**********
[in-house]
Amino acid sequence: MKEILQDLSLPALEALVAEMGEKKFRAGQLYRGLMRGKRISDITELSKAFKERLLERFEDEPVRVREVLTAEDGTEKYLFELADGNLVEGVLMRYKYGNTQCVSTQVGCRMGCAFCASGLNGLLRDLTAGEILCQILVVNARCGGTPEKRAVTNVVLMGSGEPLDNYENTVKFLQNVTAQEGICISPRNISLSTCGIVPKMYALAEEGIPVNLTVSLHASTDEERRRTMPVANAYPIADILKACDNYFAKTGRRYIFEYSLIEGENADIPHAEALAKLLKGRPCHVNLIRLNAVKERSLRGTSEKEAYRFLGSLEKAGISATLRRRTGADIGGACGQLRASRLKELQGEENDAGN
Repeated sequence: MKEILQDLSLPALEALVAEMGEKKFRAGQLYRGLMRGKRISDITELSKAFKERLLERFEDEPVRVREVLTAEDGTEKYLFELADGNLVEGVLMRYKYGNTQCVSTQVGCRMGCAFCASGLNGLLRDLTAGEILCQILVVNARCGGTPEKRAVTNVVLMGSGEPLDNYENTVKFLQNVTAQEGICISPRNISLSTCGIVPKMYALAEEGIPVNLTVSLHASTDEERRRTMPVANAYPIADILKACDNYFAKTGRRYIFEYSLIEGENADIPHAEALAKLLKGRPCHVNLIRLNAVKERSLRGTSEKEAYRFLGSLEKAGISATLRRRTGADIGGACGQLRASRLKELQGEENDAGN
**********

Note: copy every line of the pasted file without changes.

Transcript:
[in-house]
Amino acid sequence: MKEILQDLSLPALEALVAEMGEKKFRAGQLYRGLMRGKRISDITELSKAFKERLLERFEDEPVRVREVLTAEDGTEKYLFELADGNLVEGVLMRYKYGNTQCVSTQVGCRMGCAFCASGLNGLLRDLTAGEILCQILVVNARCGGTPEKRAVTNVVLMGSGEPLDNYENTVKFLQNVTAQEGICISPRNISLSTCGIVPKMYALAEEGIPVNLTVSLHASTDEERRRTMPVANAYPIADILKACDNYFAKTGRRYIFEYSLIEGENADIPHAEALAKLLKGRPCHVNLIRLNAVKERSLRGTSEKEAYRFLGSLEKAGISATLRRRTGADIGGACGQLRASRLKELQGEENDAGN
Repeated sequence: MKEILQDLSLPALEALVAEMGEKKFRAGQLYRGLMRGKRISDITELSKAFKERLLERFEDEPVRVREVLTAEDGTEKYLFELADGNLVEGVLMRYKYGNTQCVSTQVGCRMGCAFCASGLNGLLRDLTAGEILCQILVVNARCGGTPEKRAVTNVVLMGSGEPLDNYENTVKFLQNVTAQEGICISPRNISLSTCGIVPKMYALAEEGIPVNLTVSLHASTDEERRRTMPVANAYPIADILKACDNYFAKTGRRYIFEYSLIEGENADIPHAEALAKLLKGRPCHVNLIRLNAVKERSLRGTSEKEAYRFLGSLEKAGISATLRRRTGADIGGACGQLRASRLKELQGEENDAGN